TFT with an Arduino. The Arduino reads the value
of an analog sensor attached to pin A0, and writes
the value to the LCD screen, updating every
quarter second.

This example code is in the public domain

Created 15 April 2013 by Scott Fitzgerald

Heavily modified to work with the DHT-22 code
by Steve Spence of http://arduinotronics.blogspot.com

http://arduino.cc/en/Tutorial/TFTDisplayText

*/

#include “TFT.h” // Arduino LCD library
#include “SPI.h” // Arduino SPI Library

// pin definition for the Uno
// SCL -> 13
// SDA -> 11
#define cs   10
#define dc   9
#define rst  8

// create an instance of the library
TFT TFTscreen = TFT(cs, dc, rst);

// char array to print to the screen
char tempPrintout[6];
char humPrintout[6];

// Example testing sketch for various DHT humidity/temperature sensors
// Written by ladyada, public domain
// Fahrenheit conversion added by Steve Spence, http://arduinotronics.blogspot.com

#include “DHT.h” //get the DHT library from http://learn.adafruit.com/dht

#define DHTPIN 2     // what pin we’re connected to

// Uncomment whatever type you’re using!
//#define DHTTYPE DHT11   // DHT 11
#define DHTTYPE DHT22   // DHT 22  (AM2302)
//#define DHTTYPE DHT21   // DHT 21 (AM2301)

// Connect pin + (middle) of the sensor to +5V
// Connect pin S  (on the right) of the sensor to whatever your DHTPIN is (2)
// Connect pin – (on the left) of the sensor to GROUND
// Connect 10k resistor between S and +

int cycleTime = 2000;

DHT dht(DHTPIN, DHTTYPE);

float h;
float t;

void setup() {

// Put this line at the beginning of every sketch that uses the GLCD:
TFTscreen.begin();

// clear the screen with a black background
TFTscreen.background(0, 0, 0);

// write the static text to the screen
// set the font color to white
TFTscreen.stroke(255,255,255);
// set the font size
TFTscreen.setTextSize(2);
// write the text to the top left corner of the screen
TFTscreen.text(“Temp (F)”,0,0);
// write the text to the top left corner of the screen
TFTscreen.text(“Humidity (%)”,0,60);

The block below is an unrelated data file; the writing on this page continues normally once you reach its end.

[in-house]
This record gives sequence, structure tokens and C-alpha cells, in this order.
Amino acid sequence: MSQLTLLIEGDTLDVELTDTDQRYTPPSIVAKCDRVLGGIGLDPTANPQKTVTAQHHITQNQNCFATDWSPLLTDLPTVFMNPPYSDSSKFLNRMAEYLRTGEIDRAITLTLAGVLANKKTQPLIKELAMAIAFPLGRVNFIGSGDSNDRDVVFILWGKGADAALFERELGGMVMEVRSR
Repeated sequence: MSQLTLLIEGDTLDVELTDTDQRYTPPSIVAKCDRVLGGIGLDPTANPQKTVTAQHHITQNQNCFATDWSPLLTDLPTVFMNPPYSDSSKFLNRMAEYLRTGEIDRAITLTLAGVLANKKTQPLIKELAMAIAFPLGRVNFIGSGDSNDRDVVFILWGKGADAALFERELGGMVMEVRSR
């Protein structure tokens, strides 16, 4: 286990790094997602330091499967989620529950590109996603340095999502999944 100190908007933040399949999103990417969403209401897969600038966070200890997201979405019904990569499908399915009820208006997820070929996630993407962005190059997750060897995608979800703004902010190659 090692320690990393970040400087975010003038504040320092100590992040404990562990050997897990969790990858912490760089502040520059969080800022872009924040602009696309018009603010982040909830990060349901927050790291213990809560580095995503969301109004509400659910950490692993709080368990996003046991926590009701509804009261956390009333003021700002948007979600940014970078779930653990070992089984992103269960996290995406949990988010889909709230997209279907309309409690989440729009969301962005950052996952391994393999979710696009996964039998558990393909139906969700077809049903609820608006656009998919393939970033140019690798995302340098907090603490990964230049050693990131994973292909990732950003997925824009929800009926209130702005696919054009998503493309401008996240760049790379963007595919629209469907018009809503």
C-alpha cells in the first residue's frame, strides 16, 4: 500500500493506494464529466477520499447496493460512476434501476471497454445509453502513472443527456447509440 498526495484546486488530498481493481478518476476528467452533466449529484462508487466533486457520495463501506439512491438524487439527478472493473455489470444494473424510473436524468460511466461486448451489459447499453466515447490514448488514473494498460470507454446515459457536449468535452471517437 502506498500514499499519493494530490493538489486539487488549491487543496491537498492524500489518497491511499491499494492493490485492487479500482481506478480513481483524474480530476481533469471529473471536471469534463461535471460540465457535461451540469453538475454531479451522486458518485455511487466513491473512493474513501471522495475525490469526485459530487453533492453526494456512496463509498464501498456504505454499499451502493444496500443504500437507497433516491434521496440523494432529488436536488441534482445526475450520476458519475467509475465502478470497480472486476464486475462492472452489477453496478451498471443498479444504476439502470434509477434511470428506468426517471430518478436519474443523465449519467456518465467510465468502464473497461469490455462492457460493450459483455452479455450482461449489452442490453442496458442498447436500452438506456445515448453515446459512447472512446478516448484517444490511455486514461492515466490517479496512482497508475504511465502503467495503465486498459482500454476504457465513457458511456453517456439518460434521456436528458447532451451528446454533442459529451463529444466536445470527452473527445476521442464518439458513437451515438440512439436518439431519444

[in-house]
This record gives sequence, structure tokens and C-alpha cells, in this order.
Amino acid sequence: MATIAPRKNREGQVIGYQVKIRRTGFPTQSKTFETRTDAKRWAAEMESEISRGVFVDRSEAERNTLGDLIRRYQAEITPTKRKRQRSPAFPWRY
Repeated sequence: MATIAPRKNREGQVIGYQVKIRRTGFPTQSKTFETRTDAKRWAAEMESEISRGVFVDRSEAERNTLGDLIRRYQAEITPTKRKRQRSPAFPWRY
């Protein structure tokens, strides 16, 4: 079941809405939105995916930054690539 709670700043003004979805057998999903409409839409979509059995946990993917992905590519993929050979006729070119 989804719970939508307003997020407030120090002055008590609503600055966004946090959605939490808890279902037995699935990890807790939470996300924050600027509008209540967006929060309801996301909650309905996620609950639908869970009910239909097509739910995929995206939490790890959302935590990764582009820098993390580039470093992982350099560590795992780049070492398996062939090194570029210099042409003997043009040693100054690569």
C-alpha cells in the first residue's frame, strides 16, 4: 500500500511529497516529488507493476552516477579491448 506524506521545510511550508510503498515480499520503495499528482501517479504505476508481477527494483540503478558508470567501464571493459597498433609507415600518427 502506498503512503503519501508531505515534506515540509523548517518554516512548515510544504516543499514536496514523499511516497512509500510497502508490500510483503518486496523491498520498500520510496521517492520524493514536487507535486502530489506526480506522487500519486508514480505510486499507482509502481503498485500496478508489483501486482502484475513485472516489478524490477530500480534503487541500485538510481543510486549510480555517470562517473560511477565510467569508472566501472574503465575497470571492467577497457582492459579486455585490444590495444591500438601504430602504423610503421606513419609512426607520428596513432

// ste the font size very large for the loop
TFTscreen.setTextSize(4);

dht.begin();

}

void loop() {

// Read the value of the temp/humidity sensor on D2

// Reading temperature or humidity takes about 250 milliseconds!
// Sensor readings may also be up to 2 seconds ‘old’ (its a very slow sensor)
h = dht.readHumidity();
t = dht.readTemperature();
t = (t*1.8)+32; //C to F conversion

String tempVal = doubleToString(t, 0); // decimal places of precision
String humVal = doubleToString(h, 0); // decimal places of precision
// String sensorVal = String(1.234);

// convert the reading to a char array
tempVal.toCharArray(tempPrintout, 6);
humVal.toCharArray(humPrintout, 6);

// set the font color
TFTscreen.stroke(255,255,255);
// print the sensor value
TFTscreen.text(tempPrintout, 0, 25);
TFTscreen.text(humPrintout, 0, 85);
// wait for a moment
delay(cycleTime);
// erase the text you just wrote
TFTscreen.stroke(0,0,0);
TFTscreen.text(tempPrintout, 0, 25);
TFTscreen.text(humPrintout, 0, 85);
}

//Rounds down (via intermediary integer conversion truncation)
String doubleToString(double input,int decimalPlaces){
if(decimalPlaces!=0){
String string = String((int)(input*pow(10,decimalPlaces)));
if(abs(input)<1 p=””>if(input>0)
string = “0”+string;
else if(input<0 p=””>string = string.substring(0,1)+”0″+string.substring(1);
}
return string.substring(0,string.length()-decimalPlaces)+”.”+string.substring(string.length()-decimalPlaces);
}
else {
return String((int)input);
}
}

Robotic Remote Control Car Using Touch Screen Remote

Robotic car control using STM32F4 discovery broad(ARM Cortex M4)and SainSmart 3.2″ TFT LCD. On broad Accelerometer is also used to control the car.